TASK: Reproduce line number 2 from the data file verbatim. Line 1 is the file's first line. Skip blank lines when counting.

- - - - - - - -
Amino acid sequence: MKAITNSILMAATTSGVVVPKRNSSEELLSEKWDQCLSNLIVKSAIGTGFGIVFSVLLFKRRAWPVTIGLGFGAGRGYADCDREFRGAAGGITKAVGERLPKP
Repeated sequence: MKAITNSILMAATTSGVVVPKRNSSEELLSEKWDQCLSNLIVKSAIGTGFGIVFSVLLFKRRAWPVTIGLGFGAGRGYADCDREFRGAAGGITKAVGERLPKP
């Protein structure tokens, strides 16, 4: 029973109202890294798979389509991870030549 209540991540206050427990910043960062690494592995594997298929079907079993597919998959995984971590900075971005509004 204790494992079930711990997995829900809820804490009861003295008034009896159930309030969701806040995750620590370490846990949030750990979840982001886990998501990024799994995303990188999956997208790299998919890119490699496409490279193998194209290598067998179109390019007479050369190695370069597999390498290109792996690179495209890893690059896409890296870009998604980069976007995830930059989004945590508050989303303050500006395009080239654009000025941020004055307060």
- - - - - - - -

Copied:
Repeated sequence: MKAITNSILMAATTSGVVVPKRNSSEELLSEKWDQCLSNLIVKSAIGTGFGIVFSVLLFKRRAWPVTIGLGFGAGRGYADCDREFRGAAGGITKAVGERLPKP